orbit

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into orbit

1. Into a state of extreme agitation, panic, irritation, or anger. Few things send me into orbit like someone who doesn't use their turn signals on the road. I've always hated the dentist. Just hearing the little whirr of the drill is enough to put me into orbit!
2. Into a state of great happiness. Seeing the band perform put me into orbit from beginning to end.
3. Into an extreme increase, especially a successful one. The popular ad sent sales into orbit. People who've spent time in law enforcement know that crime goes into orbit in the summertime.
See also: orbit

in orbit

1. Traveling around a celestial body. The planets are in orbit around the sun, right?
2. Extremely happy. Penny's been in orbit since getting engaged last week. I don't think she's stopped smiling once!
3. Intoxicated or high. Do you remember last night at the bar at all? You were really in orbit!
See also: orbit

go into orbit

1. To begin to revolve around a celestial body, as of an object in outer space. Wow, it looks like that moon has gone into orbit.
2. To enter a state of extreme agitation, panic, irritation, or anger. Oh man, I just go into orbit when someone doesn't use their turn signals on the road. I've always hated the dentist. I go into orbit just hearing the little whirr of the drill!
3. To enter a state of great happiness. I totally went into orbit watching my favorite band perform live!
See also: go, orbit

go into orbit

 
1. Lit. [for a rocket, satellite, etc.] to rotate around a heavenly body in a fixed path. The satellite went into orbit just as planned. When did the moon go into orbit?
2. Fig. [for someone] to get very excited. (See also go ballistic.) She was so upset, she went into orbit. Todd went into orbit when he heard the price.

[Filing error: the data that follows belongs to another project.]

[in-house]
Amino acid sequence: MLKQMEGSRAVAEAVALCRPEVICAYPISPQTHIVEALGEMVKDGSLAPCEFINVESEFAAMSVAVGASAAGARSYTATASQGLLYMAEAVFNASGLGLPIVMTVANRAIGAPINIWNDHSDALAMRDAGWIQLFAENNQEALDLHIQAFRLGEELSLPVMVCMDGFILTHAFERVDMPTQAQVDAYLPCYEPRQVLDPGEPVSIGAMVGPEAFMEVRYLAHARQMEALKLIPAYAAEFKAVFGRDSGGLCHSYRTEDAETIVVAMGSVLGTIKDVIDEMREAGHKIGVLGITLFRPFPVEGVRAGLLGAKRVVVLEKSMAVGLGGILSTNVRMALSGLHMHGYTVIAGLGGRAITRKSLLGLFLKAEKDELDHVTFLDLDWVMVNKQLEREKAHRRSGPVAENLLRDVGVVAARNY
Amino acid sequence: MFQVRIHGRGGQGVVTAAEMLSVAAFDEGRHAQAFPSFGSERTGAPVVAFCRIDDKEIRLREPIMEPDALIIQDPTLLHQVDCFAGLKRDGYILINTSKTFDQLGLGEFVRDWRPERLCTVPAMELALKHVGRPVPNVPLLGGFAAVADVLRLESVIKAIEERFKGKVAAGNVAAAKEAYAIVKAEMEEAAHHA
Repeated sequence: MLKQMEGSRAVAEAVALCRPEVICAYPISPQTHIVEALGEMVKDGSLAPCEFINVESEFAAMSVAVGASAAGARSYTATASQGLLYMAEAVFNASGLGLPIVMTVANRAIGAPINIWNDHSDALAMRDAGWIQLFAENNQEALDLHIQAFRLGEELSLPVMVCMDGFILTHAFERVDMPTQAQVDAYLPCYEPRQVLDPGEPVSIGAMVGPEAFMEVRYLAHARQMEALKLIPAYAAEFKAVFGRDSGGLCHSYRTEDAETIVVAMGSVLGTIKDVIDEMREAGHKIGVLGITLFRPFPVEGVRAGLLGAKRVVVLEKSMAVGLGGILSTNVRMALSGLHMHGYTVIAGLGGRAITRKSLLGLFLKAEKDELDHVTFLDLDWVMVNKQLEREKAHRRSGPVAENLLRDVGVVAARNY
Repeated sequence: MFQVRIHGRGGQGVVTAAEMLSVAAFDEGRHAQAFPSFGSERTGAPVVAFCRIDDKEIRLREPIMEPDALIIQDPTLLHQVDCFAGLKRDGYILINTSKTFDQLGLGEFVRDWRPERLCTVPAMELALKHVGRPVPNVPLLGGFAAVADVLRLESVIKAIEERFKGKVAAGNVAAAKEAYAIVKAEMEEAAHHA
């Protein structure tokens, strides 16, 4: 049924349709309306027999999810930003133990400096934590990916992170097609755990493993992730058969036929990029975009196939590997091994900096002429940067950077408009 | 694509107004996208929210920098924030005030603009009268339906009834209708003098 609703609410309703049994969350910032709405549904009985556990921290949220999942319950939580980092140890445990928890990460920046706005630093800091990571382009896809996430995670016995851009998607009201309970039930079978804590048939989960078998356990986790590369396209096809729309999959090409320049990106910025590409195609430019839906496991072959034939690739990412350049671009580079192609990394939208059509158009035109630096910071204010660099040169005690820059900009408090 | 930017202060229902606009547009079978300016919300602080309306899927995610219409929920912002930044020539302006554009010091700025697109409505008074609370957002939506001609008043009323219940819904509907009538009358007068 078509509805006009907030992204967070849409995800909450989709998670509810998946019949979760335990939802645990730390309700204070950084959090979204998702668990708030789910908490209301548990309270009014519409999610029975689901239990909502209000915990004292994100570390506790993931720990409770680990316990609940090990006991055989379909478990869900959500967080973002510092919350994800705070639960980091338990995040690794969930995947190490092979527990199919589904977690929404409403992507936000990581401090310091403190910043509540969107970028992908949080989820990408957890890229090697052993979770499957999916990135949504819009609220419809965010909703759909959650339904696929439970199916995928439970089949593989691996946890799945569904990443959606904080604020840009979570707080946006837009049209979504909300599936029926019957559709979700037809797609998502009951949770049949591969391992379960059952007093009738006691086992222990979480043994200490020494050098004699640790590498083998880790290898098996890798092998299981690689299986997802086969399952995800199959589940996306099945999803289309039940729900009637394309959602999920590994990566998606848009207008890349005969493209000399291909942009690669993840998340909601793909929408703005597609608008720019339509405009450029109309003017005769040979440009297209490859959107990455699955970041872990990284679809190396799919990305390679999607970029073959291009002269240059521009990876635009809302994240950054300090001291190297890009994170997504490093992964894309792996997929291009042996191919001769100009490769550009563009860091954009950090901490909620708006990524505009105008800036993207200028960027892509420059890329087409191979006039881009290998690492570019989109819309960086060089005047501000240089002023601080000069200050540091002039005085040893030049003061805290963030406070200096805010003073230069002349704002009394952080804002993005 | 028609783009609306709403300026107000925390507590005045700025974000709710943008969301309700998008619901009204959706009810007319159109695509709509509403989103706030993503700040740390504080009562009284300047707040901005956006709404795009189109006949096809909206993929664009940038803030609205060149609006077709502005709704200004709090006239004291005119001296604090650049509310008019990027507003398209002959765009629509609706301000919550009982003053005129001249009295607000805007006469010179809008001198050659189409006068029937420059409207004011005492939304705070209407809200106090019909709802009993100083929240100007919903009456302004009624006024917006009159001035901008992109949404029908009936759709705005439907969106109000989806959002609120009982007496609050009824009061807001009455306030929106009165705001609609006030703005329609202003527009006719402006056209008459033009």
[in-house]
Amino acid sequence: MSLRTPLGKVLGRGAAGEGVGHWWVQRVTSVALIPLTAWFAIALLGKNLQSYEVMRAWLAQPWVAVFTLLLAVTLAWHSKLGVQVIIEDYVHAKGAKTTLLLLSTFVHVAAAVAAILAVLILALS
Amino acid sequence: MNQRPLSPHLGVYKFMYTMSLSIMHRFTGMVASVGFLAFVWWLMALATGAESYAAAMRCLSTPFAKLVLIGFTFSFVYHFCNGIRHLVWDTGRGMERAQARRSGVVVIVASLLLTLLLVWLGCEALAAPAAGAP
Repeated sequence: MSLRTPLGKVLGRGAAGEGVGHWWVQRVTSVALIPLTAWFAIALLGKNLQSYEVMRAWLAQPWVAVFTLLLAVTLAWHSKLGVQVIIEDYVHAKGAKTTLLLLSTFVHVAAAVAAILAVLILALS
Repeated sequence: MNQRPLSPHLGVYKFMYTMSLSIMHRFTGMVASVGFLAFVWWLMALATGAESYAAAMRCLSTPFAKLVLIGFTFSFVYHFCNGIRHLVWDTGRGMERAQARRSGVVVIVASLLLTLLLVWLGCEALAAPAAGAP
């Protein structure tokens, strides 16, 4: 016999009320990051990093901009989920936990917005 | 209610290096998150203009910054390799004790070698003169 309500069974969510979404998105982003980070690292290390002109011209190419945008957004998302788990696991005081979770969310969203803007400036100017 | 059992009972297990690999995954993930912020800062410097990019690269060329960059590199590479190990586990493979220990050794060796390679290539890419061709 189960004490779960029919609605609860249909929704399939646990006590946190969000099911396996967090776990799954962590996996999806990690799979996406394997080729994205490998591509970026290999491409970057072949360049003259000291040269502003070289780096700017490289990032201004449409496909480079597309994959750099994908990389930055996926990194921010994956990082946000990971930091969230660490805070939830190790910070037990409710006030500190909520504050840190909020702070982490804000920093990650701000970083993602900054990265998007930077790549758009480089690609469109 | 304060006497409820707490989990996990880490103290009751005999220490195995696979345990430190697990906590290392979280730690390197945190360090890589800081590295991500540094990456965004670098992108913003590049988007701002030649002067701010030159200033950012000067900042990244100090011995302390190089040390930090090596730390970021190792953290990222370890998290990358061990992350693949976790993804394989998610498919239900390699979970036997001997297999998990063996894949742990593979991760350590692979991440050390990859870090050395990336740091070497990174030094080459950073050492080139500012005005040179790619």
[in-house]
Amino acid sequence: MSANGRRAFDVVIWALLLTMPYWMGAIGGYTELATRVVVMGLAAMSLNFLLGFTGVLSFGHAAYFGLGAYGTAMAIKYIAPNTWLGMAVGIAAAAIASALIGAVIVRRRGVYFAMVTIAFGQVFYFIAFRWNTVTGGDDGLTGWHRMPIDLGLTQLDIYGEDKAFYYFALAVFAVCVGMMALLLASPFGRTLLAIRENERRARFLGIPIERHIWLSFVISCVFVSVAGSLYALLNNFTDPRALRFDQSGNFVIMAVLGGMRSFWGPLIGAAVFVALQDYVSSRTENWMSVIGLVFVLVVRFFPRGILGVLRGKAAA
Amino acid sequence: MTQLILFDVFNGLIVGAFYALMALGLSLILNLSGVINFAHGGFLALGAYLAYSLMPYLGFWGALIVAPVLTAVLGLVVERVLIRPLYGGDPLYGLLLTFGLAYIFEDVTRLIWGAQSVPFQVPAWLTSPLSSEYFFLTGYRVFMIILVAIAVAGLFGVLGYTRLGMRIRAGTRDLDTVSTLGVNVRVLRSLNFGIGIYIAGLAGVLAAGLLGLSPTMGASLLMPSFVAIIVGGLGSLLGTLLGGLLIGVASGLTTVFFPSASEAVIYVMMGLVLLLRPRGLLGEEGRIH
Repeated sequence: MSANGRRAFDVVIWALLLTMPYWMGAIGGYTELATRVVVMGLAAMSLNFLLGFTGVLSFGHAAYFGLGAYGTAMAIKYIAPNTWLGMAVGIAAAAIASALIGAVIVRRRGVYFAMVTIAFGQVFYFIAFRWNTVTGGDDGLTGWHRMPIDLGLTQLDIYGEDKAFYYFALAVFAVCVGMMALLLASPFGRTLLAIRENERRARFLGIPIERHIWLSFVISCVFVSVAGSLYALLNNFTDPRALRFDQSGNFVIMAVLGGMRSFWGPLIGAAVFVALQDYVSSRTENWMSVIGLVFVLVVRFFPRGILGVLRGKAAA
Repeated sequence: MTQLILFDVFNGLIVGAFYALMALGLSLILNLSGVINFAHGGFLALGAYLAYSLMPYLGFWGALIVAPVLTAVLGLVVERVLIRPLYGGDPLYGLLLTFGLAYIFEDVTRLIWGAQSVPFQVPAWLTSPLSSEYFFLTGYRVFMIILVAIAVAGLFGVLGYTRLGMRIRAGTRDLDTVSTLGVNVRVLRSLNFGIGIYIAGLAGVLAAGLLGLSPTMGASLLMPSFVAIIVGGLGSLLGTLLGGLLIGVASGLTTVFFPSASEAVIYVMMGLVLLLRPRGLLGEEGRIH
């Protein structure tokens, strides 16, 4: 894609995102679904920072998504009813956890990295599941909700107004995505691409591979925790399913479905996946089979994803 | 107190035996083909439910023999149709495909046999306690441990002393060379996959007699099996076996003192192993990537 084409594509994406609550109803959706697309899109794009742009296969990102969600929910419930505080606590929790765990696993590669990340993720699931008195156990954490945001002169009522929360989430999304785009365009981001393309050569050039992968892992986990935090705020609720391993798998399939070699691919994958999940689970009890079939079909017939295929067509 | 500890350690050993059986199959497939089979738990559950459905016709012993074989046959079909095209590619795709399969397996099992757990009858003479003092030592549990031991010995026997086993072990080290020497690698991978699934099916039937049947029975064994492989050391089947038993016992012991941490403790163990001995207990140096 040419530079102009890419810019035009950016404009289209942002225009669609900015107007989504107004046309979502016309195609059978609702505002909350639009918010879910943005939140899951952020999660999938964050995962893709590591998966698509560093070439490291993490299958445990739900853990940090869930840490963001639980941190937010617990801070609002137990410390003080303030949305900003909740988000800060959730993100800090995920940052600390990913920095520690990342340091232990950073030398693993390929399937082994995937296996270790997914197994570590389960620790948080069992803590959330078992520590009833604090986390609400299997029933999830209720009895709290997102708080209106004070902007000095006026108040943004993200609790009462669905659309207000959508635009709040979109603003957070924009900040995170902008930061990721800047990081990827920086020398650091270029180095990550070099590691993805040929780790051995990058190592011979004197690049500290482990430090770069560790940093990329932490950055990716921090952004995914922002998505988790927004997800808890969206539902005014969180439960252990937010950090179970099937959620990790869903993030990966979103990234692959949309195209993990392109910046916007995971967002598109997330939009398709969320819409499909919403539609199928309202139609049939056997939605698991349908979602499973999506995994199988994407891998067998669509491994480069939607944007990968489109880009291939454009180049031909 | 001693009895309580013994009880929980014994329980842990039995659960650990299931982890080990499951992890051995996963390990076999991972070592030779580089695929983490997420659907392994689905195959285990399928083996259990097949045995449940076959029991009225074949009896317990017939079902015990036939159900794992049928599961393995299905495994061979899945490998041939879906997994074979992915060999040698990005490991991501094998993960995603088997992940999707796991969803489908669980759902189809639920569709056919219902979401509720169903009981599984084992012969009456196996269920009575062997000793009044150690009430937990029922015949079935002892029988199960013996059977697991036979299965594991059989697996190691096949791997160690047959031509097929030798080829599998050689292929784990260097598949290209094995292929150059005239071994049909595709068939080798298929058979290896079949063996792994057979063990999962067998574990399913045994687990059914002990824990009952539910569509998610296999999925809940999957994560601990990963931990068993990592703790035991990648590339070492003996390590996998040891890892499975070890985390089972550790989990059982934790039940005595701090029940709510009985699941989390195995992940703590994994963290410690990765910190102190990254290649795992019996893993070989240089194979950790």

See also: go, orbit

*in orbit

 
1. Lit. [of something] circling a heavenly body. (*Typically: be ~; put something [into] ~.) The moon is in orbit around the earth. They put the satellite into orbit.
2. Fig. ecstatic; thrilled; emotionally high. (*Typically: be ~.) Jane is in orbit about her new job. John went into orbit when he got the check in the mail.
3. Inf. intoxicated. After having six drinks all to herself, Julie was in orbit.
See also: orbit

orbit (around) someone or something

to circle around something in an orbit. The flies orbited around Fred and his ice-cream cone. Many satellites orbit around our planet.

in orbit

Thrilled, delighted, as in Dean's in orbit over his son's success. This expression alludes to the successful launching into orbit of a satellite or other spacecraft. [Slang; late 1900s]
See also: orbit

into orbit

into a state of heightened activity, performance, anger, or excitement. informal
1988 Candia McWilliam A Case of Knives I am a greedy girl, not merely swayed but waltzed into orbit by appearances.
See also: orbit

go into orbit

in. to become very excited. The entire staff went into orbit when they got the news.
See also: go, orbit

in orbit

1. mod. ecstatic; euphoric. She was just in orbit when she got the letter.
2. mod. alcohol or drug intoxicated. Gary is in orbit and can’t see a hole in a ladder.
See also: orbit
References in periodicals archive ?
This pushed the orbits of Uranus and Neptune so far outward that they barreled into the band of gas, dust, and ice.
Between collisions, neutrons move in orbits having constant angular momentum.
Just one month after launching Sputnik, the Soviets sent a dog named Laika into Earth orbit aboard Sputnik 2.
If that proves to be the case, as planet hunters refine their techniques and begin detecting planets in wider orbits about stars, they may be in for a bonanza of discoveries.
They swoop in and out of the plane in which the planets orbit the sun and have highly elongated, rather than circular, paths.
This extrasolar planet sets several records at once: the oldest, the most distant, the lowest metallicity, and the first one to orbit two stars," says Boss.
The black hole at the galaxy's center will ultimately disrupt this pas de deux, and in some cases, will capture the lighter star into an orbit about 25 times as large as that of Pluto, Gould and Quillen say.
The data hint that a third planet, about as massive as Saturn, may orbit 55 Cancri at a distance about half that at which Mercury orbits the sun.
However, their circular orbits increase the odds that an inner, Earthlike planet could also reside there, the astronomers calculate.